Charles Krug

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Charles Krug
Charles Krug - Founded First Winery in Napa Valley
Born 1825
Trentleburg, Prussia
Died 1892
Occupation best known as a winemaker, previously was editor of "Staats Zeitung" (German newspaper in SF), Staff Member at Free Thinker's School (Philadelphia), Gold Refiner at SF Mint
Known for Founded the first commercial winery in the Napa Valley

Charles Krug (1825-1892) was among the original pioneers of winemaking in the Napa Valley, and was the founder of the winery of the same name.

Biography[edit]

Charles Krug first visited the United States from Prussia in 1847, becoming a citizen in 1852. In 1851 he served as an apprentice winemaker for both Agoston Haraszthy and then John Patchett before establishing his own winery. Krug married Carolina Bale, the daughter of early Napa Valley pioneer and miller Edward Turner Bale, on December 26, 1860.[1]

Krug was inducted into the Culinary Institute of America's Vintner's Hall of Fame in 2007.[2]

Winemaking[edit]

The dowry Bale left for her included 540 acres (2.19 km2) of land north of St. Helena, California, on which Krug planted a vineyard and founded his winery in 1861. Historically, Charles Krug introduced innovative ideas in winemaking to California. He began making wine using a cider press for pressing,[3] carefully selected rootstocks, varietals and vineyard sites. The knowledge he gained and shared benefited the young California wine industry.[4][5][6]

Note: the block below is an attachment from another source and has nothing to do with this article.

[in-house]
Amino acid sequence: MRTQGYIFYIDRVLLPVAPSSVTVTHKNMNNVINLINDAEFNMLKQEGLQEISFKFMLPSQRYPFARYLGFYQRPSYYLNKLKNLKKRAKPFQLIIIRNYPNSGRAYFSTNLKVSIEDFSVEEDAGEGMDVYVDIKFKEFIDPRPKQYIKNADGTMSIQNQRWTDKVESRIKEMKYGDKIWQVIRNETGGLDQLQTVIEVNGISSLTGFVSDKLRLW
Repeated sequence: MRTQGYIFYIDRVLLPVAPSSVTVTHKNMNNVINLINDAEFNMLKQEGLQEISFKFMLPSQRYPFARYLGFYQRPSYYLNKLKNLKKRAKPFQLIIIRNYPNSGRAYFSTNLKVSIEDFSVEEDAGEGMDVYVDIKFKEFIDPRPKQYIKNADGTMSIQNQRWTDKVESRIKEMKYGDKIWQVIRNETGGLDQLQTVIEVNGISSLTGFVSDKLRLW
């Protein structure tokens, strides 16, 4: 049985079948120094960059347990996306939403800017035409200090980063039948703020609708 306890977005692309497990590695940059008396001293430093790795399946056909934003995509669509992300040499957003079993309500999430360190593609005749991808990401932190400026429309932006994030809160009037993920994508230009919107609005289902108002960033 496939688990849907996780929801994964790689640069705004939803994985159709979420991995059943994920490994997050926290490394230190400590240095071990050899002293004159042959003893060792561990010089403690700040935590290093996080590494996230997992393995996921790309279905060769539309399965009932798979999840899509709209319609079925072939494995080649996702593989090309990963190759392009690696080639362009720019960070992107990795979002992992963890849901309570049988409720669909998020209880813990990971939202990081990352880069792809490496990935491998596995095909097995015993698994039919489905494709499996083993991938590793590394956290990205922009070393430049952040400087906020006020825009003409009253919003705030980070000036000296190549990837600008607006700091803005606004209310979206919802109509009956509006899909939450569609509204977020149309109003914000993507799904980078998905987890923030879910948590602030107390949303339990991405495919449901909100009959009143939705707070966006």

Charles Krug winery[edit]

Following Krug's death, James Moffitt Sr. purchased the winery in 1894. In 1943, Robert Mondavi persuaded his parents, Cesare and Rosa Mondavi, to purchase the inactive winery from Moffitt for $75,000.[7] Robert Mondavi began his wine career there, until he founded his own winery in 1966. The winery still exists, and is owned by Robert's younger brother Peter Mondavi and Peter's family.[8]

References[edit]

  1. ^ Davis, Kip (September 15, 2011). "Peter Mondavi leads Krug’s 150th anniversary celebration". Napa Valley Register (Napa, CA: Lee Enterprises, Inc.). Retrieved October 2, 2011. 
  2. ^ "Vintners Hall of Fame Inductees," Culinary Institute of America
  3. ^ Palmer, Lyman L. (Slocum, Bowen & Co., 1881). History of Napa and Lake Counties, California: Comprising Their Geography, Geology, Topography, Climatography, Springs and Timber. San Francisco: Slocum, Bowen & Co. p. 203.  Check date values in: |date= (help)
  4. ^ Brennan, Nancy (2010-11-21). "John Patchett: Introducing one of Napa’s pioneers". Napa Valley Register. Retrieved 2011-01-02. 
  5. ^ Heeger, Jack (December 7, 2004). "A peek at Napa Valley's hidden past". Napa Valley Register/American Canyon Eagle (Napa, CA: Lee Enterprises, Inc.). Retrieved October 2, 2011. 
  6. ^ Gaughan, Timothy (July 3, 2009). "When the valley met the vine: A perfect storm, and the big five". Napa Valley Register (Napa, CA: Lee Enterprises, Inc.). Retrieved October 2, 2011. 
  7. ^ Siler, Julia Flynn (2008). The House of Mondavi: The Rise and Fall of an American Wine Dynasty. Penguin Books. ISBN 978-1-59240-367-7. 
  8. ^ Blue, Anthony Dias (1988). American Wine: A Comprehensive Guide. HarperCollins. ISBN 978-0-06-015914-6. 

External links[edit]